ABC of Wilton reposted the statement on its website to affirm the national organization’s stance.
“That’s a good statement,” according to Adrienne Reedy, an ABC host parent and longtime, active program supporter, who is volunteering with ABC of Wilton to “facilitate the conversation” here about these sensitive topics. No specific plans have been announced, but Reedy reports a team is being assembled and ideas are evolving.
Reedy brings unique experience from many years ministering in the religious community hoping to advance what she calls “racial reconciliation.”
Elaborating on the ABC statement, Reedy said, “The temperature continues to rise, so yes, there is an awareness that is causing, forcing, people to have the conversations [about bias]. This is a pivotal moment in our country to have this conversation for change.”
In an earlier interview with GMW back in June, Reedy said, “I believe that we can do better and be better citizens in the area of racism. There are a lot of good people in this community, which is why we chose to move here over 23 years ago. Families have the power to change the narratives and it starts in the home… parents must look beyond the overt racism and recognize it’s covert racism that impedes societal wholeness.”Reedy believes that everyone should take this opportunity to engage in real dialogue and to gain a deeper understanding and empathy for the experiences of people of color in our community. But today, Reedy says, “People don’t know how to talk about it. But we must be able to talk about it” so that meaningful change can occur.
Even residents who believe they are already “helping” the cause of social justice and racial equality will benefit from deeper dialogue about racial issues, Reedy believes, and with that deeper understanding, the ways in which people “help” might be quite different.
Reedy wants residents to consider that what the ABC scholars experience here in Wilton may be different from what residents may imagine.
Robertson made a similar point: “We’ve done really well to support [the scholars] academically, but we need to make sure they have good pastoral care too, [here], where it is very different from the communities where they grew up.”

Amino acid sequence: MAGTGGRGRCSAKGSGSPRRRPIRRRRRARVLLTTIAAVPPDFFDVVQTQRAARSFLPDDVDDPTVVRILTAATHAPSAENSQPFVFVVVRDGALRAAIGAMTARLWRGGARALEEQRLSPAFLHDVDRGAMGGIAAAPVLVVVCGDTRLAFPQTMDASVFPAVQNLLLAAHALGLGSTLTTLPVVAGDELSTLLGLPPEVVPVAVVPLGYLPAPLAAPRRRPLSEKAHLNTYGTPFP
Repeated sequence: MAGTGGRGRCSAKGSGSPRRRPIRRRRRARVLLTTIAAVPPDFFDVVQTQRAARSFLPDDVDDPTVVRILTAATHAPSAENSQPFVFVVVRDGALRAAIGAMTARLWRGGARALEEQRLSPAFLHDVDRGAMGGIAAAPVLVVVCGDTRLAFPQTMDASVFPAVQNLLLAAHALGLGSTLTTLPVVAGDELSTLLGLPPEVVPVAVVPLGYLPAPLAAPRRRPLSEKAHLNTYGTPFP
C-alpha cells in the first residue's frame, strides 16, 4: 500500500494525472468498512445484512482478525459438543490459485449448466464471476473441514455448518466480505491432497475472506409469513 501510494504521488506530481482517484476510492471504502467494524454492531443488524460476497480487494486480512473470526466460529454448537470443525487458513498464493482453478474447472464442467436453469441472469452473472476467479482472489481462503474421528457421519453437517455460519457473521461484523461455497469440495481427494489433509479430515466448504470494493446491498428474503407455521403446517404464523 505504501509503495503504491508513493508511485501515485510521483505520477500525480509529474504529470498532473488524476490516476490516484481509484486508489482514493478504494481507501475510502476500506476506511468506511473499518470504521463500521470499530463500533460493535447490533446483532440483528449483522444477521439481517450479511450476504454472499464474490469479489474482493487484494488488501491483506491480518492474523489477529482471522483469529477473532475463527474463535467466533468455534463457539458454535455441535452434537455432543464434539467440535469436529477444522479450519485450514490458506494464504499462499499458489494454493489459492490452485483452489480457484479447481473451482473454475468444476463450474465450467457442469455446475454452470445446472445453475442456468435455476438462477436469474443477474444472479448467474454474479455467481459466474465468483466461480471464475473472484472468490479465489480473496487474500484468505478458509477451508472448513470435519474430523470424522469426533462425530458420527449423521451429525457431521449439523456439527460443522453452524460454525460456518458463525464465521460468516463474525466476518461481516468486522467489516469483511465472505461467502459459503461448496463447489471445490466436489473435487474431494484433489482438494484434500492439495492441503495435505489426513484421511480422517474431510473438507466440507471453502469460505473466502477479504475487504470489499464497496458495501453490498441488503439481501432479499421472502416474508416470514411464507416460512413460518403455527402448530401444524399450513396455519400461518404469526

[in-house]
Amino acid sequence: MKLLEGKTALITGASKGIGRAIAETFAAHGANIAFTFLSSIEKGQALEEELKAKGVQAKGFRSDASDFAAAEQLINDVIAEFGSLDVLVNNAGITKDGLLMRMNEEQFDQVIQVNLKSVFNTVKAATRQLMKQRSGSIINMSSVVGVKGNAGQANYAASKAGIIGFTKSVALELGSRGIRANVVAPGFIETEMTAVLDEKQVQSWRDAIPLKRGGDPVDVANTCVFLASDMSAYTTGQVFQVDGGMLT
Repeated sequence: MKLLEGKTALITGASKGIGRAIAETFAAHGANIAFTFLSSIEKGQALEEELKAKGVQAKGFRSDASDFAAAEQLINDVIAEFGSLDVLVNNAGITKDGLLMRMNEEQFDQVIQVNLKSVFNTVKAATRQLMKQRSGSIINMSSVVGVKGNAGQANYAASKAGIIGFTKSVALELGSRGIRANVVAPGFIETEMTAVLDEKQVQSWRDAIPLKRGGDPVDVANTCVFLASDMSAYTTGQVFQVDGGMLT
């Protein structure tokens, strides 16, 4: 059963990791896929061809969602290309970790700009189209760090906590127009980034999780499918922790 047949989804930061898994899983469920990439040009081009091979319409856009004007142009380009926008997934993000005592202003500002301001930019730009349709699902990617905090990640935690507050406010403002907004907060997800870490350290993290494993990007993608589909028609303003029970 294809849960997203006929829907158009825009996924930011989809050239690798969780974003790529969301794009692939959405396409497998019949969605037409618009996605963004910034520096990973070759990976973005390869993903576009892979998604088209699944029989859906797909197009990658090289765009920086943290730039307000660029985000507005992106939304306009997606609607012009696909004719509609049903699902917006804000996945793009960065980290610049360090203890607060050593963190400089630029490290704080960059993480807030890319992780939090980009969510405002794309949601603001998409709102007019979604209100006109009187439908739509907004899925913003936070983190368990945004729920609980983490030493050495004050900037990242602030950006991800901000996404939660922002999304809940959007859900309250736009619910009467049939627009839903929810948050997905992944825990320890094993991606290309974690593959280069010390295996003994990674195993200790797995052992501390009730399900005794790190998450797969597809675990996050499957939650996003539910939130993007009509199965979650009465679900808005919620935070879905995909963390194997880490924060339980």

Meet ABC’s 2020-2021 Scholars
Isabelle, Class of 2021: Isabelle is a senior from Brooklyn, New York. She enjoys photography and fashion design. Her favorite class in school is Spanish because she loves learning about the language and would like to be fluent someday. She’s in the photography club, fashion club, and Red Cross Club and will participate in track during the winter and softball in the spring.
Cindy, Class of 2023: Cindy is a sophomore from Harlem, N.Y. and was a member of the Fieldston Program where she demonstrated good leadership and debate skills. Her strengths are math and writing. She also loves dance and was co-captain of her Cheerleading team. She loves the challenge of exploring new learning ventures and is eager to pursue her third language, German, as a student at Wilton High School.
Suvani (Nia), Class of 2023: Suvani (Nia) is a sophomore from the Bronx, New York. She loves music and has participated in the Bloomingdale School of Music and has also completed several contemporary compositions for the NY Philharmonic Very Young Composers Program. In Wilton, she aspires to play piano in the Wilton High School jazz ensembles. Aside from music, her academic strength is in writing. She also loves meeting new people.
Courtney, Class of 2024: Courtney comes from the Bronx, New York, where she lives with her mother. She is a graduate of the Equality Charter Middle School, and she participated in the Fieldston Enrichment Program and the Bronx Youth Empowerment Program. Courtney’s academic strengths are in science and English language arts. She enjoys singing, swimming and community service.
Fatoumata (Fatou), Class of 2024: Fatou comes from New York City, where she attended Columbia Secondary School for Math, Science & Engineering. She lives with her mom and has three siblings. Her older sister is currently an ABC scholar in Andover, MA. Fatou’s academic strengths are in science and history. She also enjoys language arts and loves to read in her free time. Additionally, Fatou likes volleyball, cheerleading, and swimming.